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Sonnier v. Jasada Trucking, Inc.

United States District Court, W.D. Louisiana, Lake Charles Division

June 8, 2015

ANGELA SONNIER, ET AL., Plaintiffs,
v.
JASADA TRUCKING, INC., ET AL., Defendants.

MEMORANDUM RULING

PATRICIA MINALDI, District Judge.

Before the court are two motions that shall be ruled on simultaneously due to the interconnectivity of the issues therein. The first motion before the court is the plaintiffs' Motion to Strike Defendants' Motion to Set Aside Default Judgments [Doc. 17], to which the defendants have filed a Response [Doc. 20]. The second motion is the defendants' Motion to Set Aside Default Judgments [Doc. 13], to which the plaintiffs have filed a Response [Doc. 19]. For the following reasons, the plaintiffs' Motion to Strike [Doc. 17] is DENIED, and the defendants' Motion to Set Aside Default Judgments [Doc. 13] is DENIED.

FACTS & PROCEDURAL HISTORY

Angela Sonnier was involved in an automobile accident on June 12, 2013, with Frederick J. Tarr ("Tarr"), an employee of JASADA Trucking, Inc. ("JASADA").[1] Northland Insurance Company provided insurance for JASADA.[2] On May 29, 2014, Angela Sonnier filed suit against Tarr, JASADA, and Northland Insurance Company in the 14th Judicial District Court. Parish of Calcasieu, State of Louisiana.[3]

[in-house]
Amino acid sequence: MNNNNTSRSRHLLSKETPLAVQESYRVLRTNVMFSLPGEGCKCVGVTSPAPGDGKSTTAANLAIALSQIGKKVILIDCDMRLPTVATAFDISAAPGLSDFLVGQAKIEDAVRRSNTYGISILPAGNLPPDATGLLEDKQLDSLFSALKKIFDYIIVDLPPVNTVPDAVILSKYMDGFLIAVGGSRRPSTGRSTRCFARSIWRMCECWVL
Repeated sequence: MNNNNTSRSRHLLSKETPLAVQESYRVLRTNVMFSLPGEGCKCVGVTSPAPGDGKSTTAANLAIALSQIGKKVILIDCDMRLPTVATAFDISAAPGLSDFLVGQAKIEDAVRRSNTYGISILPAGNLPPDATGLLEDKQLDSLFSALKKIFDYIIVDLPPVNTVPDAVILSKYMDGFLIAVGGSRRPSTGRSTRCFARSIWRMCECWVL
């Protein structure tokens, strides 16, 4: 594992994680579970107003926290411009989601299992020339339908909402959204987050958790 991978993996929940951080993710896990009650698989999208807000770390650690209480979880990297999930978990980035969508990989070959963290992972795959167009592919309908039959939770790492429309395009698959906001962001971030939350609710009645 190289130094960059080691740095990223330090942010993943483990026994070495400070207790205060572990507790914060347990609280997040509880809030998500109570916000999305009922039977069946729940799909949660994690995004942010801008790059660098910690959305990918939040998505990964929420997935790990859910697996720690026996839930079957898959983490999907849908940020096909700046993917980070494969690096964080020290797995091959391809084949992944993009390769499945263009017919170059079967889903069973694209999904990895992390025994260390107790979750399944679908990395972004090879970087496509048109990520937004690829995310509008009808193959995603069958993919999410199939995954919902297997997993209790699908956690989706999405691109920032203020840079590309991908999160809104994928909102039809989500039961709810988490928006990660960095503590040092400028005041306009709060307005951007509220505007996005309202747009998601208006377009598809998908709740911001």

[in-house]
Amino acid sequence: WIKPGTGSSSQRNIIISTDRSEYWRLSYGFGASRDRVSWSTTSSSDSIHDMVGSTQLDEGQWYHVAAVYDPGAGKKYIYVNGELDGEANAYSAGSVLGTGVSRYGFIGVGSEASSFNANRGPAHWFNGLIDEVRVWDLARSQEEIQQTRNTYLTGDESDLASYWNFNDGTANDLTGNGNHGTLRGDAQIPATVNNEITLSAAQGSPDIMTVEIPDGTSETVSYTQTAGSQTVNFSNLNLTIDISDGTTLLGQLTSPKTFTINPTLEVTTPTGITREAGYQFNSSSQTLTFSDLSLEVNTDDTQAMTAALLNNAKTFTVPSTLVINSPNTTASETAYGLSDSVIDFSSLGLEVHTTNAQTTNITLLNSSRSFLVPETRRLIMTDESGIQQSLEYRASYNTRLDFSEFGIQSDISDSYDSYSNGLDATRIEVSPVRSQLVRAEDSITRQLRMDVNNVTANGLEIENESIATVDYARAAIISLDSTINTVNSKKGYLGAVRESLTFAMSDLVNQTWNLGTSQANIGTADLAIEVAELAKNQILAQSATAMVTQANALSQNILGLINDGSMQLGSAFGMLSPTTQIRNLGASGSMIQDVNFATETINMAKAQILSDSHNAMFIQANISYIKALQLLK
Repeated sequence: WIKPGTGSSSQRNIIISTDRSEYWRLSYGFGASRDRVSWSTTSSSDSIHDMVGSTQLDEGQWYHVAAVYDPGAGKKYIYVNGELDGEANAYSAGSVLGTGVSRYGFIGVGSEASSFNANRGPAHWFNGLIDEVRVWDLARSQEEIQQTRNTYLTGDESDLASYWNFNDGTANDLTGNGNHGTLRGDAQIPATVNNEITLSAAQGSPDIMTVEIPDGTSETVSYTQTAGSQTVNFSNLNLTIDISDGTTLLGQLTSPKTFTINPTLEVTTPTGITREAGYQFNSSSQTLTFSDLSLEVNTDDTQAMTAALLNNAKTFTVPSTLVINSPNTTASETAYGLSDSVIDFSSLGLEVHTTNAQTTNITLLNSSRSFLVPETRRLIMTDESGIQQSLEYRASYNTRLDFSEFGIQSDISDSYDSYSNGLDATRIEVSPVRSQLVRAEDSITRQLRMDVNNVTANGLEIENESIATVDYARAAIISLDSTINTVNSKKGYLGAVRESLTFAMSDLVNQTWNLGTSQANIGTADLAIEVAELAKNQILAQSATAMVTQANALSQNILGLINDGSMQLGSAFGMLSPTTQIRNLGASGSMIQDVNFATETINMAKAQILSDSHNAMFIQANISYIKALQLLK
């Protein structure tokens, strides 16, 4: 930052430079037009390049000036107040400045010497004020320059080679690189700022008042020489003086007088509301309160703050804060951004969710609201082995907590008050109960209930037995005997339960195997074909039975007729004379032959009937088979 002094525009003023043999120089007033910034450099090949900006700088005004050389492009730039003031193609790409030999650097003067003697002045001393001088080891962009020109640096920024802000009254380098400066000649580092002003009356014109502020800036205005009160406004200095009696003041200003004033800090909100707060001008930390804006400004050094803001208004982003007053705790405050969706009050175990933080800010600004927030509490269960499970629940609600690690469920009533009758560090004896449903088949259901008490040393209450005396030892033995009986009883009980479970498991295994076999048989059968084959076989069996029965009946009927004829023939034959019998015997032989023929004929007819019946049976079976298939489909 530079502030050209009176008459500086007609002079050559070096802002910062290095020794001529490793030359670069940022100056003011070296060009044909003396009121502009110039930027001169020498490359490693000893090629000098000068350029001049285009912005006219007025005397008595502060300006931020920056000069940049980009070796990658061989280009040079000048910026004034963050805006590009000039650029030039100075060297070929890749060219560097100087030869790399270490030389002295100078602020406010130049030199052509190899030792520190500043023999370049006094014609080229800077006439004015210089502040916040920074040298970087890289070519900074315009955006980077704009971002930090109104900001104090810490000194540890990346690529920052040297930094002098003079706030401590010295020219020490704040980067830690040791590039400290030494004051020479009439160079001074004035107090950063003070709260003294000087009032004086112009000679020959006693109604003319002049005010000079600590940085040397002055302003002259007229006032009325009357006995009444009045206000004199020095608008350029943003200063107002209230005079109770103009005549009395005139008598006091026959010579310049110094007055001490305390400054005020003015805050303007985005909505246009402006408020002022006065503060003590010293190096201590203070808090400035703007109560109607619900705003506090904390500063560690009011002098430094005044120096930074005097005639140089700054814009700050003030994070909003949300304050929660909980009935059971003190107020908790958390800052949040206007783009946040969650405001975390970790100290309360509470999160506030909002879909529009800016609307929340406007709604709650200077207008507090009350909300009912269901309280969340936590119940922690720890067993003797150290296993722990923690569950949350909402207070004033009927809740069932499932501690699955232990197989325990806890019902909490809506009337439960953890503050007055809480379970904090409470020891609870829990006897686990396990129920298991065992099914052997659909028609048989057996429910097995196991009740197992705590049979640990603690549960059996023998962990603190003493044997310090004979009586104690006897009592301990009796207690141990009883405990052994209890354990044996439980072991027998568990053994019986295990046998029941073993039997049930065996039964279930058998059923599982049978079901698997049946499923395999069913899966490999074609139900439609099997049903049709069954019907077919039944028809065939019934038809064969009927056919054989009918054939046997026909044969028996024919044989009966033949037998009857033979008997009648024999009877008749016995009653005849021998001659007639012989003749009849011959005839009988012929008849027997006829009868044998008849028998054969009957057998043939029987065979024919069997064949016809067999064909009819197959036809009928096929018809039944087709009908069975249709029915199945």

On June 13, 2014, the plaintiffs attempted to serve JASADA via the Louisiana Long Arm Statute by personally mailing the required documents via certified mail, return receipt requested.[4] The postal service attempted to serve certified copies of the Long-Arm Citation, Petition for Damages, and Plaintiffs' First Set of Unified Discovery Requests upon JASADA on three different dates.[5] After service was attempted, the copies were returned to the sender as "Unclaimed."[6] Thereafter, the Affidavit of Non-Service was filed on July 30, 2014.[7]

The plaintiffs also attempted to serve Tarr via the Louisiana Long Arm Statute by personally mailing the required documents via certified mail, return receipt requested, on June 13, 2014.[8] The postal service attempted to serve certified copies of the Long-Arm Citation, Petition for Damages, and Plaintiffs' First Set of Unified Discovery Requests to Defendant on June 17, 2014.[9] After service was attempted, the copies were returned to the sender as "Refused."[10] The Affidavit of Non-Service was then filed on July 30, 2014.[11]

A preliminary default on liability was entered against JASADA on September 2, 2014, and the default was confirmed on September 17, 2014.[12] A preliminary default on liability was also entered against Tarr on September 2, 2014, and confirmed on September 17, 2014.[13] The evidence used in confirming the default was the oral testimony of Angela Sonnier, a police report containing statements by Tarr taken at the time of the accident, and a photograph.[14]